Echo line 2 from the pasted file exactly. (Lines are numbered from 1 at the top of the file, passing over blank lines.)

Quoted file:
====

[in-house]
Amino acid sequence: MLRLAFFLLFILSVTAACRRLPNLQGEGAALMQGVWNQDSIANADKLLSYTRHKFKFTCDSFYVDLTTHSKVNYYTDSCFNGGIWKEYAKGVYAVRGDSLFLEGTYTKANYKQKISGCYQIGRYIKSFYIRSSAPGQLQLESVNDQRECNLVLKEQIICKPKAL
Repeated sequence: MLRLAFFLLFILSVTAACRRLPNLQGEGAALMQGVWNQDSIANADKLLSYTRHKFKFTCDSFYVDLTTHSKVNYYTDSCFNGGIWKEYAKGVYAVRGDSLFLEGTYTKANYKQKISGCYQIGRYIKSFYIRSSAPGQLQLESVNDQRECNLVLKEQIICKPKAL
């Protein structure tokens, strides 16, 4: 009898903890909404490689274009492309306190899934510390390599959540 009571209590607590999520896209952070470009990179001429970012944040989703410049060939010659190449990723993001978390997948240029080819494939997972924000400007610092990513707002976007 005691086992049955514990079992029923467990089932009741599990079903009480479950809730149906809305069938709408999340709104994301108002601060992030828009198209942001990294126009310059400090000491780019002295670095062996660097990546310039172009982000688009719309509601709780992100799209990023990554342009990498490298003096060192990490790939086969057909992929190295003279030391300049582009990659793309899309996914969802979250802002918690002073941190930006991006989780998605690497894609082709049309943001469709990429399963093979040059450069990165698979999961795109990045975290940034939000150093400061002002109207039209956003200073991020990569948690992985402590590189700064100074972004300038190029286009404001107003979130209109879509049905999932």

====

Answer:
Amino acid sequence: MLRLAFFLLFILSVTAACRRLPNLQGEGAALMQGVWNQDSIANADKLLSYTRHKFKFTCDSFYVDLTTHSKVNYYTDSCFNGGIWKEYAKGVYAVRGDSLFLEGTYTKANYKQKISGCYQIGRYIKSFYIRSSAPGQLQLESVNDQRECNLVLKEQIICKPKAL